NASP: Specialty Medication Benefits Must be Thoroughly Vetted
Specialty pharmacy is like the quarterback for care, seamlessly coordinating what happens with the patient, doctors, drugs, and pharmacy.
The modernization of Medicare, Medicaid and every other government health program has caused the national health care market to change.
As consolidation and integration of health care occurs in rural areas, it does so to the detriment of patients, whose futures will be impacted by the choices that lead to fewer options for care.
A challenge by way of example is labeled as “vertical integration." Vertical integration can take the consumer out of consumerism. In other words, it is now more common than ever before that when a health benefit is offered, there is a high likelihood that if you have a mail order benefit, or a specialty benefit, that these services will be provided by the manager of your pharmacy benefit.
This may not sound like a big deal but it could mean the difference between picking up your medication order at your local pharmacy versus having it delivered by an out-of-state pharmacy.
This is particularly troublesome for patients in need of the life-saving and life-sustaining specialty medications used to treat those with chronic illnesses and rare diseases. Therefore, the main point to convey here is the paramount importance of making sure that the management of a specialty medication benefit for patients must be thoroughly vetted, from start to finish.
Welcome to Specialty Pharmacy
Specialty pharmacy is like the quarterback for care, seamlessly coordinating what happens with the patient, doctors, drugs, and pharmacy to beat a staunch opponent: diseases that are chronic, rare, progressive, debilitating, or fatal if left untreated or undertreated.
Navigating the world of treatment for a chronic or life-threatening disease can be complex and frightening. After receiving a terrible diagnosis, patients shouldn’t have the added burden of feeling that they are fighting the disease alone, or the worry of bankrupting their family to cover the costs of therapy.
There is an emerging and growing complexity that the public may not realize. There are well more than 155 medications available in the United States that treat these types of conditions, which are called limited distribution medications.
Simply, that means that not every specialty pharmacy has access to every drug; rather it's predicated on the arrangement with manufacturers, who decide which pharmacies can dispense their medications.This is a whole different side of healthcare that is growing and it is based on the deep experience and expertise that a specialty pharmacy may hold in a given field of care, including proper delivery and management based on protocol for each unique medication and/or condition.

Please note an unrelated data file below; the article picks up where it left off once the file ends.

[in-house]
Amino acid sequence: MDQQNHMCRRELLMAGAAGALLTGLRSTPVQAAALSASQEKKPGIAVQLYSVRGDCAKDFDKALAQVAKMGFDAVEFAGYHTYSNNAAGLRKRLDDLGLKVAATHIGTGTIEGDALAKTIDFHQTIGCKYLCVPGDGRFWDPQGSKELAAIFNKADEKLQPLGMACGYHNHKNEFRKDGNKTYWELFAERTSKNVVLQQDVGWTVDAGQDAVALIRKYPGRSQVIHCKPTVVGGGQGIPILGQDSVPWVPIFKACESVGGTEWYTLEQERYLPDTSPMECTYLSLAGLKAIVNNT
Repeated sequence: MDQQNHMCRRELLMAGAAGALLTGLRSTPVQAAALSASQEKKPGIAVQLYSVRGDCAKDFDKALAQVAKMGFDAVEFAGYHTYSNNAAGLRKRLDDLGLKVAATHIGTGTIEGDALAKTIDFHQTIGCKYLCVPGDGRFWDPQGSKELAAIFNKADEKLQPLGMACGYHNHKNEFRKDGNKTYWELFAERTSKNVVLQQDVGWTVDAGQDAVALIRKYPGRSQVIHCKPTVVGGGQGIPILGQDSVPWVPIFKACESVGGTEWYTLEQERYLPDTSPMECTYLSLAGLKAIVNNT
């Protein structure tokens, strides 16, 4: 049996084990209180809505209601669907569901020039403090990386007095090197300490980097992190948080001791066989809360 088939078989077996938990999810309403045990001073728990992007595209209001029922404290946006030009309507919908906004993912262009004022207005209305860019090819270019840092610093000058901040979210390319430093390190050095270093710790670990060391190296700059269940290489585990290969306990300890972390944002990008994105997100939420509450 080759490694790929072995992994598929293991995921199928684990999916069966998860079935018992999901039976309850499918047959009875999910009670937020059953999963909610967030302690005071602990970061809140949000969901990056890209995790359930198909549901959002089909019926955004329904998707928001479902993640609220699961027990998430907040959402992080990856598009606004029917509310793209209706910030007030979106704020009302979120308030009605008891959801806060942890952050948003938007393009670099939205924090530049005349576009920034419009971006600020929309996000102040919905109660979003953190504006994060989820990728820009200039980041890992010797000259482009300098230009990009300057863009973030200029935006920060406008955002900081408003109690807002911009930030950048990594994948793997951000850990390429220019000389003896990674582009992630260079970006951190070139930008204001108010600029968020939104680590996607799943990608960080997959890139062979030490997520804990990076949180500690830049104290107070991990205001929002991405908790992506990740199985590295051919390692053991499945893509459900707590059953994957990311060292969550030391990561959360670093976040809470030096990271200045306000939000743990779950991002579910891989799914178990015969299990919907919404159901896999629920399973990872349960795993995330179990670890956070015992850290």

Specialty pharmacy serves as the backbone for patients when they need it the most, providing the patient-centric treatment and essential support needed for patients battling tough diseases. According to the Drug Channels Institute and other sources, specialty pharmacy drugs will represent 44% of US drug expenditures by the year 2020, but yet will be used by approximately 2% of the US population.
Specialty pharmacists do more than dispense prescriptions; they are subject matter experts with levels of accreditation and certifications within certain conditions and disease states, which allows specialty practitioners the know-how to properly manage a patient on a specific medication for specialized condition.
Work with specialty pharmacy is important to ensure continuity-of-care, without disruption of service, so patients remain healthy and satisfied with treatments and suffer no consequences associated with increased costs. The alternative to such a high standard, high-touch level of care is the threat of completely unnecessary hospitalizations.
Illnesses treated by specialty drugs include cancer, hepatitis C, infectious diseases, infertility, Crohn’s disease, rheumatoid arthritis, psoriasis, HIV/AIDS, multiple sclerosis, cystic fibrosis, organ transplantation, human growth hormone deficiencies, hemophilia, and other bleeding disorders. Specialty pharmacy helps patients with these challenging disease states to stay on their drugs, despite sometimes painful and debilitating side effects.
The primary goal for specialty pharmacy is to ensure patients receive the right drug, at the right time, in the right dosage, and at the right intervals. Under no circumstances should a patient receive a medication that is “automatically” filled from a specialty pharmacy; instead it is quite the opposite.
As the number of health care options for patients continues to erode across the country, we must be mindful of the effect on patient outcomes—especially those with debilitating diseases that require an additional level of “white glove” care, from premature newborns struggling just to survive, to seniors nearing the end of a long, productive life.
Americans with serious health conditions should not face barriers to the care that they, their physicians, and their pharmacists determine is best for them. We are committed to working with all stakeholders and policymakers to ensure that these cost-effective and life-saving medications are carefully, effectively and efficiently furnished to those who need them.
About the Author
Mike Agostino is the Vice President of Pharmacy Innovation and Business Development for Hy-Vee, and serves on the Board of Directors for the National Association of Specialty Pharmacy (NASP). The Association will convene its fourth annual meeting from Sept. 26 to Sept. 28 in Washington, D.C. (full agenda here).